Mosh Pit Hora

By Ferida Wolff

The wedding ceremony was over. The guests had gathered in the dining area waiting for the formal introductions. First came the parents of the groom. Next came the parents of the bride. All eyes were turned toward the entrance, eager for their first glimpse of the newly wedded couple. It was like the beginning of most wedding receptions. And then it wasn’t.

The bride and groom burst jubilantly into the room and onto the dance floor. And the hora, the traditional Jewish circle dance, began.

This was not the kind of hora where the principals danced and the guests stood around and clapped. No, this was an all-out full participation hora where the dance floor was packed and throbbing. Circles within circles wove in opposite directions. Arms waved high in the air. Bodies bumped. People shouted. Eddies of twirling couples formed and reformed as partners were exchanged, and then became absorbed back into the larger circles only to break out again somewhere else. Lines snaked around the room, eventually dissolving into the wildness of the dance. It was a mosh pit hora energized by the incredible spirits of the bride and groom and the joy exuded by everyone else.

It isn’t often that you hear mosh pit and hora in the same sentence. They would seem to be generationally incompatible. This was not, after all, at a teen rave but a Jewish wedding held in a sedate conservatory filled with the calming lushness of green plants and flowers. Yet here the old and the contemporary, the traditional and the radical co-existed and drew power and vitality from each other in a dance that resulted in a multi-generational affirmation of life.

I had expected to be caught up in the tumult, being the mother of the groom and the veteran of many wedding horas, but even I was amazed at what occurred. For fifteen minutes nothing existed except for the hora. It was in irresistible vortex of energy that consumed everyone.

One of my son’s friends who was not Jewish and had never seen, no less been in, a hora, came up to me at the end of the evening and said that he wanted that dance we all did in the beginning, what was it called? The hora. Yeah. He wanted that at his wedding. He wanted his family and friends to experience the thrill of it, to have his wedded life begin on such a welcoming high note.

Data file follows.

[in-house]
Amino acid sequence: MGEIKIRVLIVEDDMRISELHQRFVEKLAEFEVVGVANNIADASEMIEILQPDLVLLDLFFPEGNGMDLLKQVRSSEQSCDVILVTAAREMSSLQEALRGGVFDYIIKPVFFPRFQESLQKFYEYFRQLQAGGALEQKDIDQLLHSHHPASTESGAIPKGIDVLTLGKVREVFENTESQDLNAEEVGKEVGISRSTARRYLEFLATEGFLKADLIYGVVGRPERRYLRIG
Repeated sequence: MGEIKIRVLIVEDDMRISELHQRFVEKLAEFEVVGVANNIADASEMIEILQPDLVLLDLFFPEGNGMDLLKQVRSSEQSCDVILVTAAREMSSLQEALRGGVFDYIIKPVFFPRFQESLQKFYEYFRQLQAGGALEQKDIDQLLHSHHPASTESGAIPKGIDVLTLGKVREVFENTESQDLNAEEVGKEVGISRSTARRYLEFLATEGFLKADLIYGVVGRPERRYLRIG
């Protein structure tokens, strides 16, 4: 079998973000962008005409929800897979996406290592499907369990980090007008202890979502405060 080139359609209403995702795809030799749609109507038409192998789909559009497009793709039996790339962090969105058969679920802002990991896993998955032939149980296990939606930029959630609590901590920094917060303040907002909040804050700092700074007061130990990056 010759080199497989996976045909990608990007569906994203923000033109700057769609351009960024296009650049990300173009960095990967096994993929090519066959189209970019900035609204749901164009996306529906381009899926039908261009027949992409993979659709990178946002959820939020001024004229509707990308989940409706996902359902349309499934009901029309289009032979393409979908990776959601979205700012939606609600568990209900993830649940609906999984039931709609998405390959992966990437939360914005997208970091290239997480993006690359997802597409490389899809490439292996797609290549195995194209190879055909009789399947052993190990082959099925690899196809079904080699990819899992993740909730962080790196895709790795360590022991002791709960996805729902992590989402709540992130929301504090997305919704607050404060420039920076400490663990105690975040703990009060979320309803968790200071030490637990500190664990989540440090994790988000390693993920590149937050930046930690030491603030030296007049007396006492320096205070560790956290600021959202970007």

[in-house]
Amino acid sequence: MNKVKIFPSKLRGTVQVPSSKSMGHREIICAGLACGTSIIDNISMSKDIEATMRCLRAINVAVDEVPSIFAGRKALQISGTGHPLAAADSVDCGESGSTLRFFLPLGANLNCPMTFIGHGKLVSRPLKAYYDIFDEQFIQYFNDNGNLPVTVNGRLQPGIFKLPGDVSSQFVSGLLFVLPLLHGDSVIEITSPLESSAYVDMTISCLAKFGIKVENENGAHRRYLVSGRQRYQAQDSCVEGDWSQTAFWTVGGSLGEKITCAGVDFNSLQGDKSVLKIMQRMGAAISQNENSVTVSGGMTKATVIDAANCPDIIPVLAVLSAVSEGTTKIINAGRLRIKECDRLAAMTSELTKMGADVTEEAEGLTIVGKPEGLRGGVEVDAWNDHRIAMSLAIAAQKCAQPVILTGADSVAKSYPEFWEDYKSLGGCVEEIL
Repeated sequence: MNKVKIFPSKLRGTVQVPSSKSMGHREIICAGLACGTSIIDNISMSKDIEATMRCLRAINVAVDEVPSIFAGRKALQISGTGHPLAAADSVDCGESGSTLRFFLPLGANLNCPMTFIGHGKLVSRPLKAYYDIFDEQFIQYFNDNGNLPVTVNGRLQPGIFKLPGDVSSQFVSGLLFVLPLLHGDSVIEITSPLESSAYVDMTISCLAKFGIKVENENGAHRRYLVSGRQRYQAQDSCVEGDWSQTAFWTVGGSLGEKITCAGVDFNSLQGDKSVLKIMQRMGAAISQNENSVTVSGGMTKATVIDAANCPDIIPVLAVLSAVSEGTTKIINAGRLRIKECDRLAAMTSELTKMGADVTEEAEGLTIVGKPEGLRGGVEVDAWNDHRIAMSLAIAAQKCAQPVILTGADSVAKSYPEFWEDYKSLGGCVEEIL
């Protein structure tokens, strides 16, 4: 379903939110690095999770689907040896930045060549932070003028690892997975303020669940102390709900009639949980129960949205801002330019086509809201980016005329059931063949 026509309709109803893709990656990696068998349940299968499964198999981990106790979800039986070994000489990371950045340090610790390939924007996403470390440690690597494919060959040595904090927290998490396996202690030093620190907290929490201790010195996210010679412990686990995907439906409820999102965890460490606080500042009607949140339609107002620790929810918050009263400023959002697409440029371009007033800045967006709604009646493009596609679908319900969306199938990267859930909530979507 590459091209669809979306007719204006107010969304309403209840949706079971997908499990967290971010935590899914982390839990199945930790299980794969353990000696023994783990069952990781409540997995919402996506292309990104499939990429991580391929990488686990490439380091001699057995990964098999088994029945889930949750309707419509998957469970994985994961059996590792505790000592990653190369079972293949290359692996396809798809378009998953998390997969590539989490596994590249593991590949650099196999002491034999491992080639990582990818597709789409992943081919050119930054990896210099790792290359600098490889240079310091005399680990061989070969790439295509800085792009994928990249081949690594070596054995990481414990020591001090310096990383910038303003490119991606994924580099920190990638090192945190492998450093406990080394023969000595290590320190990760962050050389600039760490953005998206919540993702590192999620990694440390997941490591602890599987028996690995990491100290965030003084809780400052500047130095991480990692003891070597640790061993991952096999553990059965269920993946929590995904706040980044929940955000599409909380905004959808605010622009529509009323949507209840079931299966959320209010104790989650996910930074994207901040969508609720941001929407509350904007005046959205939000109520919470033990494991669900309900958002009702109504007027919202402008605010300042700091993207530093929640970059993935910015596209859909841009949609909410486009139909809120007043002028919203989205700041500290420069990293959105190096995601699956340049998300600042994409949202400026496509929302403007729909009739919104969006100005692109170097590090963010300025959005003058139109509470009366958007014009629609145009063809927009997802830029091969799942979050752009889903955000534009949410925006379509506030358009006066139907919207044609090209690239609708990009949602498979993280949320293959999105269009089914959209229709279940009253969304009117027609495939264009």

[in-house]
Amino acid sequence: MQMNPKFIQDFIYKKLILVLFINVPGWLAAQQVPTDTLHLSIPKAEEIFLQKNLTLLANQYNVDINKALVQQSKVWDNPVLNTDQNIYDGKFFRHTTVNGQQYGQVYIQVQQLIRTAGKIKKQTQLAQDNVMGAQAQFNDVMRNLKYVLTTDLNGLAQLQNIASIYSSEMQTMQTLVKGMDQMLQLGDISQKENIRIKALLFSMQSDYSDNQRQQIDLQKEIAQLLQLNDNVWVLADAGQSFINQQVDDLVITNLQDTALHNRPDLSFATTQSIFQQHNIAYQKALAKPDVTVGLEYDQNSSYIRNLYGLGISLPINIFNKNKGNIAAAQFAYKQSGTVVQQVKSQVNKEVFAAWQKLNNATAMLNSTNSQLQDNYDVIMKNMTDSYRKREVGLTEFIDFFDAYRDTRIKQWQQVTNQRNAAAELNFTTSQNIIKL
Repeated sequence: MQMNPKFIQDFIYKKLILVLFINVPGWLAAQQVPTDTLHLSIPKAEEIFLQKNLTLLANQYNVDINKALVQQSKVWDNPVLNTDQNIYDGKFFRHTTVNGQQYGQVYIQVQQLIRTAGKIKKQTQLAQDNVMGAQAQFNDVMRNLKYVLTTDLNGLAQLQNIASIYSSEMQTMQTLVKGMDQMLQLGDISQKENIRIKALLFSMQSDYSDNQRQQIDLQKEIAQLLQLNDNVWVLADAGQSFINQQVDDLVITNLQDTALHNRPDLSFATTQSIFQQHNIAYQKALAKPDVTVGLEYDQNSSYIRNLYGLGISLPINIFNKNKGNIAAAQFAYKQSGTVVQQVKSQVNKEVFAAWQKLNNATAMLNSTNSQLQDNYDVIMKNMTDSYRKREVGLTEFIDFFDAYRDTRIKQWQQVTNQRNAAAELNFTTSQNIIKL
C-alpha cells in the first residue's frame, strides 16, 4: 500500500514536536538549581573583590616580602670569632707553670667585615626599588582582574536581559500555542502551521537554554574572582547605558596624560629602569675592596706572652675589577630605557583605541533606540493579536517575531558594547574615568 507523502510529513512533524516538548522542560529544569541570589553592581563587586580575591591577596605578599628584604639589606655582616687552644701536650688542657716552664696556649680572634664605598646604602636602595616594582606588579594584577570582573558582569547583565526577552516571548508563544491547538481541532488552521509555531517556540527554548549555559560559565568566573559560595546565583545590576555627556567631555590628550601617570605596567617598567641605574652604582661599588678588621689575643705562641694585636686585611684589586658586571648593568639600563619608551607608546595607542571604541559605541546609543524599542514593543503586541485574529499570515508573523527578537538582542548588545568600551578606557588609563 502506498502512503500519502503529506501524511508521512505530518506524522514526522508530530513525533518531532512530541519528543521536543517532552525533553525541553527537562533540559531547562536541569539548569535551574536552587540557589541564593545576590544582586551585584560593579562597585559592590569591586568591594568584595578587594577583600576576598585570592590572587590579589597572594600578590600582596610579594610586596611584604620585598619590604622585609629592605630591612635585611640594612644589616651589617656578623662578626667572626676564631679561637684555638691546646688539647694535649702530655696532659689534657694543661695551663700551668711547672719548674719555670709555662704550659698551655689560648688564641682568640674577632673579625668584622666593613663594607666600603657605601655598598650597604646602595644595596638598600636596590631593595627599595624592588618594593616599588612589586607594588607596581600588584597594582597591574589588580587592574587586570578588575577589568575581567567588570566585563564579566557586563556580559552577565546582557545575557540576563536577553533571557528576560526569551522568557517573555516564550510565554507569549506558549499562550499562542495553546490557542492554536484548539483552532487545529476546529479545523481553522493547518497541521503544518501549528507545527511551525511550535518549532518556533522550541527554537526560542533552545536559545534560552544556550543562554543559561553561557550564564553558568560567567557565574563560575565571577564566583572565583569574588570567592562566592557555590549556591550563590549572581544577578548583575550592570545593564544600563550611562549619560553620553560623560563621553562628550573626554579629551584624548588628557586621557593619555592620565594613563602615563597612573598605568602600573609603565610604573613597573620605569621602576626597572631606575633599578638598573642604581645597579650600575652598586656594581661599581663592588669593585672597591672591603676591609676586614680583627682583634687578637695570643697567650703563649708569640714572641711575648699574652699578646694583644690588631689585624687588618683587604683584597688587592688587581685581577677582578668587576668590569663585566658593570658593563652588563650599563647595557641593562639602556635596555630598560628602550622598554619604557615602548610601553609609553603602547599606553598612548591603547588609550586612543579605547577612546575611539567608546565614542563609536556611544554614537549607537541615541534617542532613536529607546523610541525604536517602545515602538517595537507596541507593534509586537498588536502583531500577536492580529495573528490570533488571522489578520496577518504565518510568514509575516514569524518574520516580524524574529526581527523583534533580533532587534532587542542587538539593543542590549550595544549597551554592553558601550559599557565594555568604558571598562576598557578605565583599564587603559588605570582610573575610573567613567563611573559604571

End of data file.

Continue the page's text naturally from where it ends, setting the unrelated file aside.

The photographer captured it all: The broad smiles, the whirl of the movement, the laughter that could almost be heard in the still photographs. Each time I look at the wedding album, it brings back the exhilaration.

It reminds me of a class I had been in where the rabbi conducting it had asked us what we would do if we knew this was to be our last day on earth. One woman said she wouldn’t do anything different; just continue with her day as if it were any other. A man said he would try to cram as much into that day as possible. I said I would dance. I don’t know why I said that. The thought just popped into my head with a full measure of joy. I could feel my feet trembling with the eagerness to jump, to dance, to fling myself upward in an exuberant expression of farewell. The rabbi said that dancing is a way of lifting off the earth, of releasing ourselves from its density and bringing us closer to Heaven. It sounded right in my mind but it was my son’s wedding hora that engaged my full understanding.

That hora changed my behavior at all the weddings I go to now, as well. I used to participate in it as a ritual. I now dance with my whole heart, offering the newly wedded couple the kind of energy and enthusiasm that lifted everyone’s spirits when my son and daughter-in-law led us in the hora of a lifetime. It was a gift to us then and continues to be a gift, one that keeps renewing itself as often as it is shared.

About this writer

  • Ferida Wolff Ferida Wolff is author of 17 books for children and three essay books for adults. A frequent contributor to the Chicken Soup for the Soul series, she also writes for newspapers and magazines, online at and is a columnist for Her website is, and her newest book is Missed Perceptions: Challenge Your Thoughts Change Your Thinking (Pranava Books 2009).

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